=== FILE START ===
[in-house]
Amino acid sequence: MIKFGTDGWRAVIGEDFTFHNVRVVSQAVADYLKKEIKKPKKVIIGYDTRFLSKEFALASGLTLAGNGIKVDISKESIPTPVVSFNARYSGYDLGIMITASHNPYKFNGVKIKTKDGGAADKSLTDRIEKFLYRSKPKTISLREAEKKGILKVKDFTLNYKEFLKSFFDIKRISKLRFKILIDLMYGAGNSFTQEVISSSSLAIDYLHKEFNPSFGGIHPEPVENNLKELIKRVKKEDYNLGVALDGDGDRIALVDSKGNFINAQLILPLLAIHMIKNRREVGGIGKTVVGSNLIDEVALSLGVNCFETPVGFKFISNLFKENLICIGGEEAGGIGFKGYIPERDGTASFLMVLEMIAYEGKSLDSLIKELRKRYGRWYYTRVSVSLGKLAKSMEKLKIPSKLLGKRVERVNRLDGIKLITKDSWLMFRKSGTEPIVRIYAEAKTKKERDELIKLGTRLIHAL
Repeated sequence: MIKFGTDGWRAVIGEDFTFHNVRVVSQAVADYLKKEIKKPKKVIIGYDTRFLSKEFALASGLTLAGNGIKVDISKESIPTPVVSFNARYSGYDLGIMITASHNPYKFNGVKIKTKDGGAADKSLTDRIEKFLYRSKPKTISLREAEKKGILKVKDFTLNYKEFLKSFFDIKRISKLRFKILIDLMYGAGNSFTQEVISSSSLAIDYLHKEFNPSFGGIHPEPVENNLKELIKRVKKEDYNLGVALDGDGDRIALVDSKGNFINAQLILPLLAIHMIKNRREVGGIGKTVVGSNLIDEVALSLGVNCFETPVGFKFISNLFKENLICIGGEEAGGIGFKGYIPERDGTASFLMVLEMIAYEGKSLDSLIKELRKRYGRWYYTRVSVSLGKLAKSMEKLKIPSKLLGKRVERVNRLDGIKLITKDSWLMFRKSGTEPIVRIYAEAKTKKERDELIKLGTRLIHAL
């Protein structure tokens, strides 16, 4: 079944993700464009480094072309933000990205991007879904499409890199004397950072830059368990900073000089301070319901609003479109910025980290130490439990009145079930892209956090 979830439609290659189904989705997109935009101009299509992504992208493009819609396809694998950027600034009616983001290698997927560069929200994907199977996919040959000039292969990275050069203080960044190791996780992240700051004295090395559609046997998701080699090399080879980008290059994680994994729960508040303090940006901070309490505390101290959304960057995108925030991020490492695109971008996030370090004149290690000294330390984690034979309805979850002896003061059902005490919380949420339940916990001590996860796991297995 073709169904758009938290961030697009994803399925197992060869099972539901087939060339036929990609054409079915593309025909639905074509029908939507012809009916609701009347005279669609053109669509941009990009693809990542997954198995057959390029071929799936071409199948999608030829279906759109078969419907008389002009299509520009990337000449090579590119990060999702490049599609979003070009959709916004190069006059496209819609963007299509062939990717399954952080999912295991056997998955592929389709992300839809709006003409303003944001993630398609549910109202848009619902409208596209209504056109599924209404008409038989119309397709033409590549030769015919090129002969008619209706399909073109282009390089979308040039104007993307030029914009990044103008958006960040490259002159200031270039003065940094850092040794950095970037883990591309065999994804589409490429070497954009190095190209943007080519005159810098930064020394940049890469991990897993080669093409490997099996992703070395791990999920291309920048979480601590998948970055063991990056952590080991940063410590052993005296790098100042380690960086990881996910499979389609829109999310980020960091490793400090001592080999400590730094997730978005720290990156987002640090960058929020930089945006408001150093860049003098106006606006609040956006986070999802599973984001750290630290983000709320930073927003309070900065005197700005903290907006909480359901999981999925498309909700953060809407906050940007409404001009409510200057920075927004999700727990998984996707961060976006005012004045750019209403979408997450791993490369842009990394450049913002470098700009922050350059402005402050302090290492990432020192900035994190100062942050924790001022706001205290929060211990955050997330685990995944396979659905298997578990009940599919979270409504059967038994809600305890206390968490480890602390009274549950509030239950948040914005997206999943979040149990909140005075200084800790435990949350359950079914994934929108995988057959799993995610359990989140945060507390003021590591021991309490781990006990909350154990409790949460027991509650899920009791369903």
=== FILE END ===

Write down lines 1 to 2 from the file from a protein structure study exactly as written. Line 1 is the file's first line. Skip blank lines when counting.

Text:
[in-house]
Amino acid sequence: MIKFGTDGWRAVIGEDFTFHNVRVVSQAVADYLKKEIKKPKKVIIGYDTRFLSKEFALASGLTLAGNGIKVDISKESIPTPVVSFNARYSGYDLGIMITASHNPYKFNGVKIKTKDGGAADKSLTDRIEKFLYRSKPKTISLREAEKKGILKVKDFTLNYKEFLKSFFDIKRISKLRFKILIDLMYGAGNSFTQEVISSSSLAIDYLHKEFNPSFGGIHPEPVENNLKELIKRVKKEDYNLGVALDGDGDRIALVDSKGNFINAQLILPLLAIHMIKNRREVGGIGKTVVGSNLIDEVALSLGVNCFETPVGFKFISNLFKENLICIGGEEAGGIGFKGYIPERDGTASFLMVLEMIAYEGKSLDSLIKELRKRYGRWYYTRVSVSLGKLAKSMEKLKIPSKLLGKRVERVNRLDGIKLITKDSWLMFRKSGTEPIVRIYAEAKTKKERDELIKLGTRLIHAL